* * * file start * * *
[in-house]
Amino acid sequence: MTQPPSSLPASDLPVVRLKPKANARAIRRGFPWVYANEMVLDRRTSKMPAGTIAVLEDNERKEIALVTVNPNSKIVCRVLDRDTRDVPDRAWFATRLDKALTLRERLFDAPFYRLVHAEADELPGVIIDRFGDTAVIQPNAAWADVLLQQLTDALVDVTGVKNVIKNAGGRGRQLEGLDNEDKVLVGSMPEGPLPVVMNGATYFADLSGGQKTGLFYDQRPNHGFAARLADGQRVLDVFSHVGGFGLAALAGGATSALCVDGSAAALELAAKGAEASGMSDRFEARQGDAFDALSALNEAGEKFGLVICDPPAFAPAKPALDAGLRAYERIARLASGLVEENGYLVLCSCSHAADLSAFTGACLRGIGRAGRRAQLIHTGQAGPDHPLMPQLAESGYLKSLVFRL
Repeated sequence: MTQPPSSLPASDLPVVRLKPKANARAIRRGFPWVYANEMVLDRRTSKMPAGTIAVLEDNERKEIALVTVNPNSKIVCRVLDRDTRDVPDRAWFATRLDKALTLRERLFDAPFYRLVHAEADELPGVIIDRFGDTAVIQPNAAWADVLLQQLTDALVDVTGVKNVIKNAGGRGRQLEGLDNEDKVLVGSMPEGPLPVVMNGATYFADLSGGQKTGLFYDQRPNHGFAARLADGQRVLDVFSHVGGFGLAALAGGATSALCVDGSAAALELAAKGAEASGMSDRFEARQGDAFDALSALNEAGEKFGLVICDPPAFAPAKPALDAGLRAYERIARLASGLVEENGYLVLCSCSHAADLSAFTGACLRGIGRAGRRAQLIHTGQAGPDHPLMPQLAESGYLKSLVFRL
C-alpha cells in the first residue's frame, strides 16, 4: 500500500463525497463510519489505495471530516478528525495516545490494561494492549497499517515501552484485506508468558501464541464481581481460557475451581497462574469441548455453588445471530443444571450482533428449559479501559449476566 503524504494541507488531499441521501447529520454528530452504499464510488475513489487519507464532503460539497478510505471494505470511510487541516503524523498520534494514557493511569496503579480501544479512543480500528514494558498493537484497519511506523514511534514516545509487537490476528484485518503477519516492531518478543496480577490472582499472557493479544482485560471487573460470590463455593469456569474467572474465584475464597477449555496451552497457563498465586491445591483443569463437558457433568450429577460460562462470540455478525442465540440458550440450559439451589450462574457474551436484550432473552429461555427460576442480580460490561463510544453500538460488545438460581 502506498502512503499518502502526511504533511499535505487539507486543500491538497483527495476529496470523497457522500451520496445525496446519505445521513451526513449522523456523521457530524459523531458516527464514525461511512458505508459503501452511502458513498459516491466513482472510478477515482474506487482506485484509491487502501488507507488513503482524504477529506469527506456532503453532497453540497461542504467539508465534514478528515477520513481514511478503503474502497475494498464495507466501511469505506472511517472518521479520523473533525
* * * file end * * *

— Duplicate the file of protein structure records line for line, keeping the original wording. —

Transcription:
[in-house]
Amino acid sequence: MTQPPSSLPASDLPVVRLKPKANARAIRRGFPWVYANEMVLDRRTSKMPAGTIAVLEDNERKEIALVTVNPNSKIVCRVLDRDTRDVPDRAWFATRLDKALTLRERLFDAPFYRLVHAEADELPGVIIDRFGDTAVIQPNAAWADVLLQQLTDALVDVTGVKNVIKNAGGRGRQLEGLDNEDKVLVGSMPEGPLPVVMNGATYFADLSGGQKTGLFYDQRPNHGFAARLADGQRVLDVFSHVGGFGLAALAGGATSALCVDGSAAALELAAKGAEASGMSDRFEARQGDAFDALSALNEAGEKFGLVICDPPAFAPAKPALDAGLRAYERIARLASGLVEENGYLVLCSCSHAADLSAFTGACLRGIGRAGRRAQLIHTGQAGPDHPLMPQLAESGYLKSLVFRL
Repeated sequence: MTQPPSSLPASDLPVVRLKPKANARAIRRGFPWVYANEMVLDRRTSKMPAGTIAVLEDNERKEIALVTVNPNSKIVCRVLDRDTRDVPDRAWFATRLDKALTLRERLFDAPFYRLVHAEADELPGVIIDRFGDTAVIQPNAAWADVLLQQLTDALVDVTGVKNVIKNAGGRGRQLEGLDNEDKVLVGSMPEGPLPVVMNGATYFADLSGGQKTGLFYDQRPNHGFAARLADGQRVLDVFSHVGGFGLAALAGGATSALCVDGSAAALELAAKGAEASGMSDRFEARQGDAFDALSALNEAGEKFGLVICDPPAFAPAKPALDAGLRAYERIARLASGLVEENGYLVLCSCSHAADLSAFTGACLRGIGRAGRRAQLIHTGQAGPDHPLMPQLAESGYLKSLVFRL
C-alpha cells in the first residue's frame, strides 16, 4: 500500500463525497463510519489505495471530516478528525495516545490494561494492549497499517515501552484485506508468558501464541464481581481460557475451581497462574469441548455453588445471530443444571450482533428449559479501559449476566 503524504494541507488531499441521501447529520454528530452504499464510488475513489487519507464532503460539497478510505471494505470511510487541516503524523498520534494514557493511569496503579480501544479512543480500528514494558498493537484497519511506523514511534514516545509487537490476528484485518503477519516492531518478543496480577490472582499472557493479544482485560471487573460470590463455593469456569474467572474465584475464597477449555496451552497457563498465586491445591483443569463437558457433568450429577460460562462470540455478525442465540440458550440450559439451589450462574457474551436484550432473552429461555427460576442480580460490561463510544453500538460488545438460581 502506498502512503499518502502526511504533511499535505487539507486543500491538497483527495476529496470523497457522500451520496445525496446519505445521513451526513449522523456523521457530524459523531458516527464514525461511512458505508459503501452511502458513498459516491466513482472510478477515482474506487482506485484509491487502501488507507488513503482524504477529506469527506456532503453532497453540497461542504467539508465534514478528515477520513481514511478503503474502497475494498464495507466501511469505506472511517472518521479520523473533525